The observations above have one thing in common: they reflect huge changes in sentiment among investors. None of us should be surprised about how often the consensus is shown to be wrong. And yet it is very hard to fight off the temptation to go with the crowd.
The major shift this is year is in how degree of pessimism about global growth today is almost the mirror image of the optimism that existed this time last year.
Equally, the issues we thought were important proved not to be: when investors were worried about NAFTA’s impact on Mexico, they should have focused on domestic politics; concerns that the Turkish currency couldn’t recover without major policy change ignored the scope for the current account to adjust more rapidly than expected or the oil price to fall; those happy to hold negative yielding Italian two-year bonds based on a view that only QE mattered would suffer big losses…
This is in no way to mock market commentary: if pushed to make a forecast, many of the episode team would also have held consensus views. The point for investors is to try to ignore the things we are most confident about and acknowledge how surprised we frequently are. If we can do that, identify when market valuations are giving us good compensation for all types of risk, and spot the environments when market participants seem more worried about short term price moves than what matters over the long term, then we could be well placed to benefit from the opportunities that 2019 will bring.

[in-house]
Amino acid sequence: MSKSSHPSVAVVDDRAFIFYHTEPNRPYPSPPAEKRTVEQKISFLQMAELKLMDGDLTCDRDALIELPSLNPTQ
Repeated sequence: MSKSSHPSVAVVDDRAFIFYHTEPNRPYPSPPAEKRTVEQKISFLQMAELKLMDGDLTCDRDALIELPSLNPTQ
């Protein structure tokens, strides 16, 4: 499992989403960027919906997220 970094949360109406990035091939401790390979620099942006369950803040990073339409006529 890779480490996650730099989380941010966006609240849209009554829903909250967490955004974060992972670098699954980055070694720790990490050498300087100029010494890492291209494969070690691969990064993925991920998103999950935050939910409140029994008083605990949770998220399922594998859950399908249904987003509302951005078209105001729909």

The value of investments will fluctuate, which will cause prices to fall as well as rise and you may not get back the original amount you invested. Past performance is not a guide to future performance.